Virtual offices offer the flexibility of the cloud and telecommuting. However, you and your business can not be as intangible as the cloud. People want to meet you and shake your hand to do business, even if they want to get acquainted on Facebook first.
Telecommuting is great, the cloud is great and a virtual office is the best way to get the most out of both worlds. However, just because your business can run efficiently in a virtual environment, it does not mean that you, as a human, can.
For the telecommuting professional, finding the right online to offline balance can be a serious issue, mainly because it can quickly get out of control. If you are too distracted by family duties at home and don’t get any work done, you’ll be fired or your business will go under. If you never meet with real people because you spend all of your time online working and interacting, you (and your business) will suffer.
What’s the magic ratio? It truly is up to you. That said, there are some key points to consider and the following are but a few:
People are different offline
For most of us, it’s clear why real interactions are important in every aspect of life. However, with the ease of technology and the time it takes to keep up with the many media channels you want to interact with, plus those you are bombarded with, it’s all too easy to get caught in the trap of doing everything online.
One major drawback to moving your life wholly online is that people are not the same in a virtual world. In some people, their temperment changes. In other’s, perhaps because of the dominance of text-based interactions, they are shy and uncomfortable, even though, in-person, this couldn’t be farther from the truth.
This personality shift becomes very important when you consider hiring. If the person is in a more people-based role, but report to you virtually, you may not get an accurate feel for the person’s abilities.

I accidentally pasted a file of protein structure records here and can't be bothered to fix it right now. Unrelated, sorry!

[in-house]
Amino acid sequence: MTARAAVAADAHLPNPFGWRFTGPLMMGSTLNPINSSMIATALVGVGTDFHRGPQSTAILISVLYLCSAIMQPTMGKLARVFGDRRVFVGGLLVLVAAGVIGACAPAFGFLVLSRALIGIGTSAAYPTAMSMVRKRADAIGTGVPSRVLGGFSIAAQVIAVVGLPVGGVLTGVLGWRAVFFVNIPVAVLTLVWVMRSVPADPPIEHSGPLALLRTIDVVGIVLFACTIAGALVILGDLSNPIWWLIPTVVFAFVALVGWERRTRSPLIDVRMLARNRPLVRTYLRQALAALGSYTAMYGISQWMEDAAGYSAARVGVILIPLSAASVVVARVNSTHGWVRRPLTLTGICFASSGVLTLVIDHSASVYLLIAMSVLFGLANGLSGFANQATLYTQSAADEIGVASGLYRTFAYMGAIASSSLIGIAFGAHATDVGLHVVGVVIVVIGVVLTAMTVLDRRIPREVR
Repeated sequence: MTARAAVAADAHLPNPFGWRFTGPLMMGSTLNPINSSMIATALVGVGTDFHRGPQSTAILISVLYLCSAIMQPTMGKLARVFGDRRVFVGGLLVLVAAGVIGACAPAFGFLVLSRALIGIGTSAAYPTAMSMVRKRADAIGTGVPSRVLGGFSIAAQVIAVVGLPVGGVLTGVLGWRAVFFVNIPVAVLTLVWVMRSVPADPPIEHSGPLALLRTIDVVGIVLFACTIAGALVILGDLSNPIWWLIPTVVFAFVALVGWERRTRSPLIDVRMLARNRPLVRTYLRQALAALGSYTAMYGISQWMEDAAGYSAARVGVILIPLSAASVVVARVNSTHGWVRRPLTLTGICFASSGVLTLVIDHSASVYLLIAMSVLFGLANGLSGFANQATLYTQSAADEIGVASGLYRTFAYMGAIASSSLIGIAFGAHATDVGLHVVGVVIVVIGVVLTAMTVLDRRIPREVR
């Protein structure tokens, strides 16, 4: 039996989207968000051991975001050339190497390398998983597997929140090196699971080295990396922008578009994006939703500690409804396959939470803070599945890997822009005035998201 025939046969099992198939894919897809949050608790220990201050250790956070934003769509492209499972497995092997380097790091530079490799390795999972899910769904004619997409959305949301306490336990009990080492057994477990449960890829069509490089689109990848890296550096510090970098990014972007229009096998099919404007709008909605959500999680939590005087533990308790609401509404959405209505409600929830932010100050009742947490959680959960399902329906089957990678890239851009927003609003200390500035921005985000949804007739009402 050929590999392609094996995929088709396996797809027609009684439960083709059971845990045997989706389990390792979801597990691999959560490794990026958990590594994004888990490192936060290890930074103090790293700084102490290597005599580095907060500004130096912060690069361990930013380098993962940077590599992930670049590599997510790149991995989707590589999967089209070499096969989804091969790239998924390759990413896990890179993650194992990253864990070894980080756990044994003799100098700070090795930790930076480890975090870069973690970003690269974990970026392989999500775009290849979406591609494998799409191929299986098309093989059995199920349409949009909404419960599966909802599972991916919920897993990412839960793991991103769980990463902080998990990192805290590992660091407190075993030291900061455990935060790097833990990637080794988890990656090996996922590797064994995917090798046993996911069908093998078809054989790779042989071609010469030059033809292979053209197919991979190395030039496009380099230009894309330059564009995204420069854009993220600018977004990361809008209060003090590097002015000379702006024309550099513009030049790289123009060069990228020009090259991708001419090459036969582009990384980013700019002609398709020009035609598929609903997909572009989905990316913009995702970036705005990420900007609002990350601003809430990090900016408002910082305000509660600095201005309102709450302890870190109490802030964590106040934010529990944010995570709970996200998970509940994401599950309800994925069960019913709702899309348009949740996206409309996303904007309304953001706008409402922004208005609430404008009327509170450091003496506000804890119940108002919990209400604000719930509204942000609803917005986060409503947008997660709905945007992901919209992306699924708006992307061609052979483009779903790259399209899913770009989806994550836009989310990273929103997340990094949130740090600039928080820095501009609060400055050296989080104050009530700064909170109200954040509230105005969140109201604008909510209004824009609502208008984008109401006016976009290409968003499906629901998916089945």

Also, because of the illusion of anonymity, people don’t tend to be as diplomatic as they are in person. We’ve all seen the comment stream that goes off on a tangent that is totally unrelated to the original topic.
The traits you gather online will affect your next in-person meeting. It’s best to do everything you can to make sure those new habits are good ones.
You are social, (not to be confused with social media), by nature
Online interactions are really set up to be informational exchanges, not relationships. You can interact with your customers on Facebook but you can’t truly get to know them. In other words, you’ll never know what you feel from them, only what they are willing to share with the world.
How many times has a hunch led you in a new and fantastic business direction simply because you could truly connect with someone? Perhaps it’s old fashioned, but friends will always be the people you have lunch with. Good prospects will always be those you shake hands with.
You can’t impress someone with your web presence alone
Impressions, as everyone knows, are extremely important. For a business, there is nothing like meeting in a real board room when it comes time to wow your clients or command the respect of your employees.
Equally important is the tone that comes with the setting. There will never be an app or online service that can replace the intangible (and invaluable) connections your team makes with each other when they meet in the same room.
Even at the most virtual of companies, yearly meetings are mandatory for all team members and the meetings are a lot more frequent the higher up you go. Also, these all-virtual companies do a lot of instant interaction throughout the work week, like using cloud-based document/applications to foster a team environment, phone calls/skype and instant messaging to name a few.
People appreciate people
People appreciate familiarity. Traditions are certainly familiar. As nice as it is to share the information we share online, in many ways, it is more fruitful to enjoy a cup of coffee and a bagel with someone.
It’s well known that visual cues, such as body language, greatly impact our communication with each other. Things that go unsaid because of these visual cues, can lead to ideas that would have never been thought of in an all-virtual interaction.
Traditional interactions don’t detract from the wonders of a virtual office, rather, when properly blended they make for the strongest business imaginable. Recent history proves this. Why else would virtual companies go to trade shows, even if their product is only available in the cloud?
At the end of the day, people do business with people, not the tools we do business with.
The internet is full of people that want to interact like we always have. For proof, check out “10 things your grandmother can teach you about social media” by Eric Fulwiler.
Whatever your virtual office needs, from advice to facilitation, ComCenter is here to help. Give us a call, follow us on Facebook or LinkedIn. Or drop us a comment below. Any way we can help you, we’d be glad to.